As I contemplate these words that Jesus spoke to his mother from the cross, I can’t help but think of how this grieving mother would have done anything to protect her son as she had for so much of his life. Yet in the end she could only stand with him in his pain and suffering. I imagine she stood seeing the life he lived, wondering how she might have done more to protect him, not understanding yet that Jesus was here because God so loved the world.

Mary had watched her beloved child grow up. She beheld him as an infant in her arms and as he learned in the temple. She watched him perform his first miracle of turning water into wine. She nudged him into adulthood and into recognizing and using his gifts. We aren’t told in the book of John, but I imagine she listened to all the news she could about Jesus as he called his first disciples and started his ministry, as he healed people—even on the Sabbath. Maybe she cringed when she heard he broke this sacred rule, or maybe she just shook her head and chuckled because, “That Jesus. He is forever pushing the limits.” She most certainly heard about him feeding more than 5000 people on the shore of the Sea of Galilee.

And then as Jesus grew more and more bold in his ministry, performed more signs, gathered more followers, spoke in strange ways that maybe she didn’t always understand; and as she surely must have heard the rumors that were swirling about the authorities who were sure to arrest Jesus; and then as people began to worship Jesus and follow him and as he became more and more despised by those in power…her fear had to have been immeasurable!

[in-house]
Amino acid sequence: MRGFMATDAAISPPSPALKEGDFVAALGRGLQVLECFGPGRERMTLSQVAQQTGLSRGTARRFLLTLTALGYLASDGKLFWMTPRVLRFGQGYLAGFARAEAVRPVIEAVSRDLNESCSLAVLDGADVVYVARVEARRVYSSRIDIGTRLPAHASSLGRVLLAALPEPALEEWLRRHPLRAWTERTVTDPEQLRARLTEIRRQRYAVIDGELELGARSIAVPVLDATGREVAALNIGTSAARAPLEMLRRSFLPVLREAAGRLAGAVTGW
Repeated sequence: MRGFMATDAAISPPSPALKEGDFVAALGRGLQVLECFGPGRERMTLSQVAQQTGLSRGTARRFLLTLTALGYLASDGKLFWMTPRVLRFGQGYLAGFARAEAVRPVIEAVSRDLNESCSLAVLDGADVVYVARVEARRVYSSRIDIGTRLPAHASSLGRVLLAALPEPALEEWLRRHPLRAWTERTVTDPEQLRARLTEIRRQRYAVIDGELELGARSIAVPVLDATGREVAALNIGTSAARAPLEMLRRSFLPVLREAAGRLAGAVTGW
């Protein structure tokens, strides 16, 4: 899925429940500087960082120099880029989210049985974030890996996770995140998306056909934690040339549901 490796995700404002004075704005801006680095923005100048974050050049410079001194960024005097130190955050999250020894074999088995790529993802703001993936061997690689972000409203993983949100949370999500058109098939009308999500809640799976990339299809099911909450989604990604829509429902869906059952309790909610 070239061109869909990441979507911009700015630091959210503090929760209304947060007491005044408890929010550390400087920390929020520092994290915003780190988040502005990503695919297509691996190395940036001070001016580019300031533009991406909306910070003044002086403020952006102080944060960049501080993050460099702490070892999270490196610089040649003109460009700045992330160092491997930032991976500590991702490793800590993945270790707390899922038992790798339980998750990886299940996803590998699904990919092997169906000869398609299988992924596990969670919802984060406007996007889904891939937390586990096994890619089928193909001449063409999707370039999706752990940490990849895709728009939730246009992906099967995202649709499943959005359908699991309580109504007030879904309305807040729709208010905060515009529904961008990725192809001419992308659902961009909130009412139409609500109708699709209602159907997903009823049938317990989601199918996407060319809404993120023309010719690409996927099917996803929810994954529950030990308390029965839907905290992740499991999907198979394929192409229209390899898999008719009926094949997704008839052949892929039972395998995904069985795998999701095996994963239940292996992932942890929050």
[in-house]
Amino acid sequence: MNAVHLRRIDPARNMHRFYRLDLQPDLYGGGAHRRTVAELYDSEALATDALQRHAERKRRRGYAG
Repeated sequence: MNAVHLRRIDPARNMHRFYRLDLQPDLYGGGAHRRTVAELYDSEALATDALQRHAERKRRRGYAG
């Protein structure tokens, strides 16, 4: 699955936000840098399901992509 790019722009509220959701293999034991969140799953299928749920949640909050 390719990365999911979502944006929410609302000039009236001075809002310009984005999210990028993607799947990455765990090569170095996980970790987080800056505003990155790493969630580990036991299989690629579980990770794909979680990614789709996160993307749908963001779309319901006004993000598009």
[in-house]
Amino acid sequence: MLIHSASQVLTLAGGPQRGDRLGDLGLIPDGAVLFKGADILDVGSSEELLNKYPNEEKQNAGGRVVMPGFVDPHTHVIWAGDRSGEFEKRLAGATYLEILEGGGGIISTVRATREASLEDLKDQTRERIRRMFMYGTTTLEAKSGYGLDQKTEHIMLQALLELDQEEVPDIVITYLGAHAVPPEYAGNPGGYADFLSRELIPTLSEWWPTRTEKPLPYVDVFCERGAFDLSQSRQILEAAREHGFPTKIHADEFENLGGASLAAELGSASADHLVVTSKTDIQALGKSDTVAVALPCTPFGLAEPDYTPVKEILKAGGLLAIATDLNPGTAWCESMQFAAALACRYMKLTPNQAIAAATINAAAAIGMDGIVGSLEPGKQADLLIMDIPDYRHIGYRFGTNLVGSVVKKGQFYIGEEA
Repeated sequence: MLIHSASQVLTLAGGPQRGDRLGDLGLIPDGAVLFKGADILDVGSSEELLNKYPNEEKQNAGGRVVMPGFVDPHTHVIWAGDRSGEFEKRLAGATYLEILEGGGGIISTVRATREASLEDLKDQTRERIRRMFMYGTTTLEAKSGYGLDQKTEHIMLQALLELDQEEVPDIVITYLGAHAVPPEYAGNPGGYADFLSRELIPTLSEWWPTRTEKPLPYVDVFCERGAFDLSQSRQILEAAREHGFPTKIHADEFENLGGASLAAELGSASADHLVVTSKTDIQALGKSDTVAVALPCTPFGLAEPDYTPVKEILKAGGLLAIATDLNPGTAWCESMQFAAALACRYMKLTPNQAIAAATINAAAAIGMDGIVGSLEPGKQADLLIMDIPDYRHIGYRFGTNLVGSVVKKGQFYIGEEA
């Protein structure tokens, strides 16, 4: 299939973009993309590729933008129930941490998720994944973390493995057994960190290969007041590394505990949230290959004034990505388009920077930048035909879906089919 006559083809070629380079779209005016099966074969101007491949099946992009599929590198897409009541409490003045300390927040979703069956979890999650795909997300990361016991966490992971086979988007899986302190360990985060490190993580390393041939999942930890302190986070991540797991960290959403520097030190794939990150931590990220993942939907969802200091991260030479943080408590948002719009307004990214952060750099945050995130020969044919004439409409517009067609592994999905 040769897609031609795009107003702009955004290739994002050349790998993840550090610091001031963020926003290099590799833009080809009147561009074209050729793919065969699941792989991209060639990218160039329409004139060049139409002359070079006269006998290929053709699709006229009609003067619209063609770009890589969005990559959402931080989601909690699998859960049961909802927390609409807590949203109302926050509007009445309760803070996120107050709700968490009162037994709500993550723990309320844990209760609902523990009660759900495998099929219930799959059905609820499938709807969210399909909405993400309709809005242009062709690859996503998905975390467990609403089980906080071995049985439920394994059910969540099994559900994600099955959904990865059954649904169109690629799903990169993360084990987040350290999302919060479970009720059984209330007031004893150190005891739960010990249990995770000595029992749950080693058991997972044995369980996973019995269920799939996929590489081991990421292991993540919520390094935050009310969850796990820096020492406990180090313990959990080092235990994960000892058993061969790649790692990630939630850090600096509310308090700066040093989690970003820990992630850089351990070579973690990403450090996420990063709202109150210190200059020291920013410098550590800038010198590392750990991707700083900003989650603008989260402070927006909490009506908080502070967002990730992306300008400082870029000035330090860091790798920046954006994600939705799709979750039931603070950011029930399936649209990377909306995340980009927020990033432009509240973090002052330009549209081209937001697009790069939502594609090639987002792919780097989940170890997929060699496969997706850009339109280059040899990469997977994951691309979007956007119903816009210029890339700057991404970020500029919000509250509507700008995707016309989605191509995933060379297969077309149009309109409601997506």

And finally, when Jesus raised Lazarus from the dead, she must have known this was the final straw. She must have seen the end coming. She must have known with a mother’s heart that the days of her beloved son Jesus were numbered. She must have known that his journey would lead him to this place of the skulls. She must have known that no matter what she would be with him.

But oh how painful this must have been for her. Her heart must have broken as she remembered the sweet innocent baby, the indefensible bundle that was hers to care for, because even when our children are adults, we want to shelter them. To protect them. To love them. Those who had known him in his younger days might not recognize him as he was dying there on the cross.